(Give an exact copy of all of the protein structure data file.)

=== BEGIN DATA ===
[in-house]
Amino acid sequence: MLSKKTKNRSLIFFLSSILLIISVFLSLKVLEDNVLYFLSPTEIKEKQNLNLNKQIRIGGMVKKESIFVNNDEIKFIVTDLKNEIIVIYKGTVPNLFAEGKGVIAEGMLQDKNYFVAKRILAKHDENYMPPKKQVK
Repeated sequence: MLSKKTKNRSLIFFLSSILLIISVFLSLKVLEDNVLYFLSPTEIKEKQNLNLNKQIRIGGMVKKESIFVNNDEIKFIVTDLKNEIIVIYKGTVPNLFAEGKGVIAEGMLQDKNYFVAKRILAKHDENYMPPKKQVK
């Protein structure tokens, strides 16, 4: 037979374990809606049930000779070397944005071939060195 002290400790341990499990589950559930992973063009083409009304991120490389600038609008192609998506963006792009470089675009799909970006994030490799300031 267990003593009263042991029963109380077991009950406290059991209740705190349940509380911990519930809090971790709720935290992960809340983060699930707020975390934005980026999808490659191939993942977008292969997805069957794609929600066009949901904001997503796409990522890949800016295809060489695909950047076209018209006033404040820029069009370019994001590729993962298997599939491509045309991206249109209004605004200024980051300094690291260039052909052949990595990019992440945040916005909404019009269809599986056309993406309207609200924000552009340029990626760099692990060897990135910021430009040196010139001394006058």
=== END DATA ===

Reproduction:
[in-house]
Amino acid sequence: MLSKKTKNRSLIFFLSSILLIISVFLSLKVLEDNVLYFLSPTEIKEKQNLNLNKQIRIGGMVKKESIFVNNDEIKFIVTDLKNEIIVIYKGTVPNLFAEGKGVIAEGMLQDKNYFVAKRILAKHDENYMPPKKQVK
Repeated sequence: MLSKKTKNRSLIFFLSSILLIISVFLSLKVLEDNVLYFLSPTEIKEKQNLNLNKQIRIGGMVKKESIFVNNDEIKFIVTDLKNEIIVIYKGTVPNLFAEGKGVIAEGMLQDKNYFVAKRILAKHDENYMPPKKQVK
């Protein structure tokens, strides 16, 4: 037979374990809606049930000779070397944005071939060195 002290400790341990499990589950559930992973063009083409009304991120490389600038609008192609998506963006792009470089675009799909970006994030490799300031 267990003593009263042991029963109380077991009950406290059991209740705190349940509380911990519930809090971790709720935290992960809340983060699930707020975390934005980026999808490659191939993942977008292969997805069957794609929600066009949901904001997503796409990522890949800016295809060489695909950047076209018209006033404040820029069009370019994001590729993962298997599939491509045309991206249109209004605004200024980051300094690291260039052909052949990595990019992440945040916005909404019009269809599986056309993406309207609200924000552009340029990626760099692990060897990135910021430009040196010139001394006058």